JARRETT: Look, I get that shoe reviews don’t normally start by talking about insoles, but holy guacamole. The insole has these textured dimples which was weird at first because it was different (change scares me). As time went on, I realized I love it. It’s like a mini massage for your feet, while also providing some great bonus cushioning.

New to the Provision is the dynamic arch feature, InnovArch. Altra’s website states this when talking about InnovArch: “This innovative arch [note: shortening by combining words is hip!] feature uses proprioception to establish a connection between mind, body, and feet which encourages a natural foot placement in each step. I’ll help you out and provide the definition of proprioception: perception or awareness of the position and movement of the body. If you have any clue what Altra is talking about, please raise your hand. I’ll wait… exactly. I have no idea what’s going on here and neither do you.

Like Austin said, the InnovArch really is three finger-like tabs that start below the insole on the medial side and wrap over to the top of the foot. If you need arch support, it will help to keep a natural foot placement in check. If you don’t need the support, it won’t do as much.

Together, the Guide Rail (located below the ankle on the medial side) and InnovArch provided a very stable ride. It also helps that besides the forefoot, where the toe rolls up slightly, the Provision 4 is a very flat shoe.

The upper is made of an engineered mesh while the midfoot has overlays on both sides to provide more support. The forefoot is breathable, but the midfoot has potential to get warm with the extra InnovArch fabric and overlays. The lightly padded tongue isn’t attached, but stayed in place well so long as it started in place. I was also much happier that Altra went with a cushioned heel… because the Duo 1.5 was a debacle.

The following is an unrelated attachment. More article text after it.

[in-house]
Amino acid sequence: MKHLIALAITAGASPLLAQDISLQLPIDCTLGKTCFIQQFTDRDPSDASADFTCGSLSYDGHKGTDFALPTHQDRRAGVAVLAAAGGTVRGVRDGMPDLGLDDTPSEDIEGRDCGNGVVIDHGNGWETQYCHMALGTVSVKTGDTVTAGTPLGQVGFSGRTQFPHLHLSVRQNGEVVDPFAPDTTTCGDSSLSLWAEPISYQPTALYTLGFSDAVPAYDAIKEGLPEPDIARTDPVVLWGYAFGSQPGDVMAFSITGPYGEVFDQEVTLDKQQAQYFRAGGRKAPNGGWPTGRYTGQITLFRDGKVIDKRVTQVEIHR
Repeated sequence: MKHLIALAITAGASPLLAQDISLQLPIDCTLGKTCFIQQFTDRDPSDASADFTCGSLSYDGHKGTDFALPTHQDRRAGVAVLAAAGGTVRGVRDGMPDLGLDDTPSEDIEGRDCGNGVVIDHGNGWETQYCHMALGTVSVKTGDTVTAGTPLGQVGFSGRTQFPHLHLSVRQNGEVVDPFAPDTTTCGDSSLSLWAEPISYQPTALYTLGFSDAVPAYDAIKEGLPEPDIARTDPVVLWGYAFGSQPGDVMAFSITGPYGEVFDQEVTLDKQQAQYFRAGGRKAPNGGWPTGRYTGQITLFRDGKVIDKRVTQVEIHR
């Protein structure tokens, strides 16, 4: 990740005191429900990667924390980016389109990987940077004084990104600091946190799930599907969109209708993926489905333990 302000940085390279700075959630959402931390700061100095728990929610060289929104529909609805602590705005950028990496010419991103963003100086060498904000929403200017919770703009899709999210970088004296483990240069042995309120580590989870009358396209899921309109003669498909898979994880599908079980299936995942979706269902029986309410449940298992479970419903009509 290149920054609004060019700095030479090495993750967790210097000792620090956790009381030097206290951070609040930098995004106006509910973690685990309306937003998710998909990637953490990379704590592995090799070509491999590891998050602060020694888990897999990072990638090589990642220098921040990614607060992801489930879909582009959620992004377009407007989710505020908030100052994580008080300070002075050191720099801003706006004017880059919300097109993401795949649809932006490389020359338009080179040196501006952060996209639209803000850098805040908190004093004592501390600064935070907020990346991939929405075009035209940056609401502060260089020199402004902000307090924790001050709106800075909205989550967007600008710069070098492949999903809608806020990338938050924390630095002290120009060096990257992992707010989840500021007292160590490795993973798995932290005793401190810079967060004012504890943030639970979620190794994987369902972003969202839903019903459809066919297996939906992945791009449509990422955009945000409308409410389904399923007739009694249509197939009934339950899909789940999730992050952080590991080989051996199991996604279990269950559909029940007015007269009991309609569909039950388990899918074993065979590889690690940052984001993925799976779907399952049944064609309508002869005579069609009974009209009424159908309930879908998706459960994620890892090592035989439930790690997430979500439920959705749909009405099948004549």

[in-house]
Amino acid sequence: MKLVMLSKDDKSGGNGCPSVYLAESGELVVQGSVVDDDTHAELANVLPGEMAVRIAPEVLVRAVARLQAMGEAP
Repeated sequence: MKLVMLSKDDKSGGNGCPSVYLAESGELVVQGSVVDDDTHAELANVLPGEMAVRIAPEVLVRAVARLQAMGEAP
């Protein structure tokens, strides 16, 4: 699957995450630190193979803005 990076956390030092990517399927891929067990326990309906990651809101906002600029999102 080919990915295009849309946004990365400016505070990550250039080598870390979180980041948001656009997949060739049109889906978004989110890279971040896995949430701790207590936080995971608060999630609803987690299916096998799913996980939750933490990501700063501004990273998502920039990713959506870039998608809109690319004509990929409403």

The midsole is made up of EVA and includes InnerFlex (grid-like grooves for more flex). Toeing off felt natural and smooth so long as I was landing midfoot. To me, the midsole felt a bit on the more firm side, but the insole provided some excellent cushion to offset it. The combination worked very well for my recovery runs as well as my tempo miles.

The Provision 4 rubber outsole provides a very secure and grippy feel. Along the outsole runs a full-length guidance line and a decent amount of horizontal flex grooves. There hasn’t been too much wear, so this shoe should be able to last and last.

There’s no doubt that the whole “foot shaped” shoe thing has made so many Altra’s seem rather wonky to the eye. Altra did a real solid job of making the Provision 4 look clean and sharp compared to the 3.5.

In the past, Altra has been pretty wide foot-friendly. I found the Provision 4 to be a bit tighter than the Torin 4, but definitely not as suffocating as the Escalante 2.

altra provision 4 above

ROBBE: I’m going to keep this short because Jarrett and Austin covered most everything. The upper on the Provision 4 is insanely comfortable, and I also loved the dimpled insole. I found myself wanting to wear these more often than I usually wear a pair of Altra while testing, and put in close to 40 miles on the shoe.

Altra loyalists are going to hate this, but Altra is quietly slimming down the look of the shoe. This isn’t the same clown shoe that you’re used to. The toebox to midfoot profile is much more streamlined. Personally, I love it, and the toe box still has enough room for splay.

The weight isn’t bad for a stability shoe, and although I wouldn’t use this for tempos of any kind, it can log some miles. My legs (aside from my calves cause I’m typically not a zero-drop guy) felt okay (but not great) after the two long runs I did in the shoe.

Aside from the low heel collar (more on that later), the InnovArch, in concert with the plush upper, locks the foot down nicely. I’m not a stability runner, and they InnovArch worked as advertised– I didn’t feel it, or if I did, it actually was kinda nice having that touch of support.

Lastly, that outsole is going to last for freaking ever.

Shop Altra Provision 4

altra provision 4 - heel

The Bad